Of course, you could eliminate the functionality of the traveler altogether. I use mine occasionally (I don't race, so incremental gains aren't as important to me), but if you install a 1" cross-tube with the T fittings that Scott recommended, you could fasten the mainsheet block to its center and be done with it. If you don't plan to race, and the minimal improvement provided by that traveler isn't important, I think this might be the way to go. Having the mainsheet centered would be a significant improvement over what you have now, Luke, even without being able to move it. This, of course, presumes you have an effective vang to keep the boom down and control the leach, which is what the traveler is mainly for.


The trouble with a destination - any destination, really - is that it interrupts The Journey.

Lee Panza
SR/SK #2134
San Francisco Bay
(Brisbane, CA)
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dmpilc
Master Marine Consultant

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USA
4562 Posts

Response Posted - 06/26/2021 :  17:08:41  Show Profile  Reply with Quote
In your photo, the main sheet is attached to a tang at the base of the original traveler on the port side. It looks like there is a similar tang at the base of the original traveler on the starboard side. These tangs were originally intended to stop the lines to adjust the position of the traveler car on the bar that is no longer there. If one side is secure enough to handle the mainsheet, then perhaps you can attach your traveler line to both tangs instead of to the stern pulpit bars and spread the load.

DavidP
1975 C-22 SK #5459 "Shadowfax" Fleet 52
PO of 1984 C-25 SK/TR #4142 "Recess"
Percy Priest Yacht Club, Hamilton Creek Marina, Nashville, TN

Edited by - dmpilc on 06/26/2021 17:09:52
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dmpilc
Master Marine Consultant

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4562 Posts

Response Posted - 06/29/2021 :  05:29:44  Show Profile  Reply with Quote
mheds5116, the cam cleats on the stern are there for the traveler adjustment lines, one on each side. The lines start at the tangs (where mtnrapids currently has his mainsheet attached) at the base of the traveler bar, run through the blocks on the traveler car, then to the cam cleat.

DavidP
1975 C-22 SK #5459 "Shadowfax" Fleet 52
PO of 1984 C-25 SK/TR #4142 "Recess"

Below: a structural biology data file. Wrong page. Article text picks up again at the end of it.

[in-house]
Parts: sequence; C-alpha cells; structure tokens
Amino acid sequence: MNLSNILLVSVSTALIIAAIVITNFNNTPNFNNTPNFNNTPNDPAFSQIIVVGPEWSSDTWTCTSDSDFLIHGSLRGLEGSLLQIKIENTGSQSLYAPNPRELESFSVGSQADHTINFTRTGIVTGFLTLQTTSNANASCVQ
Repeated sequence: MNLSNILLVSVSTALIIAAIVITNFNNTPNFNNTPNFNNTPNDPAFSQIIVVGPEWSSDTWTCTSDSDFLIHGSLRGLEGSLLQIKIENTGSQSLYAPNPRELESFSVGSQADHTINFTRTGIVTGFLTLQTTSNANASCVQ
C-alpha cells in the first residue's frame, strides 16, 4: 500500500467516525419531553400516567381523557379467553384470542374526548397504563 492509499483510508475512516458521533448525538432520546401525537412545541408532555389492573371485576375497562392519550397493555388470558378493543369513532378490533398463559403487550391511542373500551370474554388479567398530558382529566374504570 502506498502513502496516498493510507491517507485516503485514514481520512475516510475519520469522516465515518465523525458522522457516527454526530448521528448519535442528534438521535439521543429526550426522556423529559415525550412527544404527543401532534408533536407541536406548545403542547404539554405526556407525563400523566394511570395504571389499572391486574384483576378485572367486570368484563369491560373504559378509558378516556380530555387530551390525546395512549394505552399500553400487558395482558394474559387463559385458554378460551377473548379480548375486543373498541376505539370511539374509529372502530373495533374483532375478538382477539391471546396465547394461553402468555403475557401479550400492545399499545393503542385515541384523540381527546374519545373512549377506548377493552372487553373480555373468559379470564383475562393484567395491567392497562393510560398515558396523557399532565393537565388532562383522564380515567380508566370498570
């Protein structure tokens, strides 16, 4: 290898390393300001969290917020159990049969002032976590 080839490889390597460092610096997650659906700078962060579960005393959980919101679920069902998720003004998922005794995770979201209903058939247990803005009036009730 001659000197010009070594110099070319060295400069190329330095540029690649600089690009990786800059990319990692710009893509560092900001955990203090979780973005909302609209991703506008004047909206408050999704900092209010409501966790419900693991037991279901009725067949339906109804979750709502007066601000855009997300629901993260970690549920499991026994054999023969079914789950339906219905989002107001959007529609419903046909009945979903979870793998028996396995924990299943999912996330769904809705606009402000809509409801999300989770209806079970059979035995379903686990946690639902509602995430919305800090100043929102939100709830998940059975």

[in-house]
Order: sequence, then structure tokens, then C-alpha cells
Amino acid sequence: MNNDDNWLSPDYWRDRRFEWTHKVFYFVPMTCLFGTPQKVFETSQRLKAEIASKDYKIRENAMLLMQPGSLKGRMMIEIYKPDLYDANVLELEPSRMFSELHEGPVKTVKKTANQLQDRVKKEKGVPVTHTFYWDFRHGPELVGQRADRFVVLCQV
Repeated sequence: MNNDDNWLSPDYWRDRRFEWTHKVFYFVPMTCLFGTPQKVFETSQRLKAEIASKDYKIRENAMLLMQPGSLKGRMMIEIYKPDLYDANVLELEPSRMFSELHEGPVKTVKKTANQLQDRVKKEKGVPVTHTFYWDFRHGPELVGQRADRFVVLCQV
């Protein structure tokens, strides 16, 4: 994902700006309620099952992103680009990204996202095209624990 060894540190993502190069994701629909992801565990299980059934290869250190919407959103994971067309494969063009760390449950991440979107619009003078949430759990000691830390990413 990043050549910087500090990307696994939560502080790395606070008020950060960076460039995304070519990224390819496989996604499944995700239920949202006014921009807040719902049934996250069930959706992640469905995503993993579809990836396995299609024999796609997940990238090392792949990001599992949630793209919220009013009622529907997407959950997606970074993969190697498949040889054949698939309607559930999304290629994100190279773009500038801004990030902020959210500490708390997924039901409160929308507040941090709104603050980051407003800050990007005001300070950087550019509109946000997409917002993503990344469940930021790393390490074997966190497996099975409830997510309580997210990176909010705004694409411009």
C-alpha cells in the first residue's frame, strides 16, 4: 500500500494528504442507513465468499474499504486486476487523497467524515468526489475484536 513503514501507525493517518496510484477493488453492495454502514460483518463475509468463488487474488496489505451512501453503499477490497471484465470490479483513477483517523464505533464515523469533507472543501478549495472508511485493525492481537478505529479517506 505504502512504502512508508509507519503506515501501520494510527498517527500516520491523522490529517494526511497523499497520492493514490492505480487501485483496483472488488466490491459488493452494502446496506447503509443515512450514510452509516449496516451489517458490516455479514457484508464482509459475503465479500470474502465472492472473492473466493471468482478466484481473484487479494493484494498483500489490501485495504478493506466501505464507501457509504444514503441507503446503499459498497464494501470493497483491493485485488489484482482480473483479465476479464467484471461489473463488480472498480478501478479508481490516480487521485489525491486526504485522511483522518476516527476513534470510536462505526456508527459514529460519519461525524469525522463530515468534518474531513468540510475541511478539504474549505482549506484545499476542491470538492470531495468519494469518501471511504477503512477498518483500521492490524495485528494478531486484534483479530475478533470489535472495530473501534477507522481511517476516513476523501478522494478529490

Percy Priest Yacht Club, Hamilton Creek Marina, Nashville, TN
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Voyager
Master Marine Consultant

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4821 Posts

Response Posted - 06/29/2021 :  08:39:06  Show Profile  Reply with Quote
I wonder whether you could get a pair of stainless steel eyebolts that you could screw down into the open receptacles. Maybe could glue them in with thickened epoxy. Then, you might be able to pass a long rod between the eyes and put a block like a roller car on the rod. If you could thread the ends of the rod, you could secure it in place between the two eyebolts. Next tie a line to the base of the car to run between the camcleats on port and starboard. That should restore the original functionality…

Bruce Ross
Passage ~ SR-FK ~ C25 #5032

Port Captain — Milford, CT
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mtnrapids
Deckhand

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USA
3 Posts

Response Posted - 07/07/2021 :  11:24:45  Show Profile  Reply with Quote
Thank you all very much for your helpful suggestions. I think that I'm going to go with one of the easier suggestions first which is to rig up something to move the mainsheet attachment to the center. Attaching a rod between the stanchions seems doable. Also just running something between the two "tangs" seems easy too. I don't think that the payoff is worth the effort to have a traveler at this point.

In other news, we sailed out on our own for the first time last weekend. Great time and we even saw Casper, the famous white Rizzo dolphin of Monterey Bay! Good sign.

Thanks again!